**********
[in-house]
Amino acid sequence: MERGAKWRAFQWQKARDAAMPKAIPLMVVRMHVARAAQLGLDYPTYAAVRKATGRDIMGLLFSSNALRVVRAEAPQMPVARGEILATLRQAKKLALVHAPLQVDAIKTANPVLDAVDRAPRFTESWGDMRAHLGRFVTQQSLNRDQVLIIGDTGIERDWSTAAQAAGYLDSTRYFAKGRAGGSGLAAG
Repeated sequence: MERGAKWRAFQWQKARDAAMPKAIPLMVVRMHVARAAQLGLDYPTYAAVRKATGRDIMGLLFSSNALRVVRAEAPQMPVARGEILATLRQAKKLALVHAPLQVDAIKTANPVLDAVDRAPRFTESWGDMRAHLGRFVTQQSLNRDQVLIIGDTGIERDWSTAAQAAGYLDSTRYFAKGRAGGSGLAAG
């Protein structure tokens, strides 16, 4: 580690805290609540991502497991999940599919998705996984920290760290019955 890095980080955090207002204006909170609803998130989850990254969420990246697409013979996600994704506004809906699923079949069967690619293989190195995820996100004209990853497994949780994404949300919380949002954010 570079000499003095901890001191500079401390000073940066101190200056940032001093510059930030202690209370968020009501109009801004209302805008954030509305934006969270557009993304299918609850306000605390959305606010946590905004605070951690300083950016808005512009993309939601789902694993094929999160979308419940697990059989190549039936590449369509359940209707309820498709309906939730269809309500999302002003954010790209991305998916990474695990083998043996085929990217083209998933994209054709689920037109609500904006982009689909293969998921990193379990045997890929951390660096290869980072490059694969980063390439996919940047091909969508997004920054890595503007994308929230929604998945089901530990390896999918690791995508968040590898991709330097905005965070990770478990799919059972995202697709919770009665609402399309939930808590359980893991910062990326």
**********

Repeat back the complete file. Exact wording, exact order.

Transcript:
[in-house]
Amino acid sequence: MERGAKWRAFQWQKARDAAMPKAIPLMVVRMHVARAAQLGLDYPTYAAVRKATGRDIMGLLFSSNALRVVRAEAPQMPVARGEILATLRQAKKLALVHAPLQVDAIKTANPVLDAVDRAPRFTESWGDMRAHLGRFVTQQSLNRDQVLIIGDTGIERDWSTAAQAAGYLDSTRYFAKGRAGGSGLAAG
Repeated sequence: MERGAKWRAFQWQKARDAAMPKAIPLMVVRMHVARAAQLGLDYPTYAAVRKATGRDIMGLLFSSNALRVVRAEAPQMPVARGEILATLRQAKKLALVHAPLQVDAIKTANPVLDAVDRAPRFTESWGDMRAHLGRFVTQQSLNRDQVLIIGDTGIERDWSTAAQAAGYLDSTRYFAKGRAGGSGLAAG
């Protein structure tokens, strides 16, 4: 580690805290609540991502497991999940599919998705996984920290760290019955 890095980080955090207002204006909170609803998130989850990254969420990246697409013979996600994704506004809906699923079949069967690619293989190195995820996100004209990853497994949780994404949300919380949002954010 570079000499003095901890001191500079401390000073940066101190200056940032001093510059930030202690209370968020009501109009801004209302805008954030509305934006969270557009993304299918609850306000605390959305606010946590905004605070951690300083950016808005512009993309939601789902694993094929999160979308419940697990059989190549039936590449369509359940209707309820498709309906939730269809309500999302002003954010790209991305998916990474695990083998043996085929990217083209998933994209054709689920037109609500904006982009689909293969998921990193379990045997890929951390660096290869980072490059694969980063390439996919940047091909969508997004920054890595503007994308929230929604998945089901530990390896999918690791995508968040590898991709330097905005965070990770478990799919059972995202697709919770009665609402399309939930808590359980893991910062990326």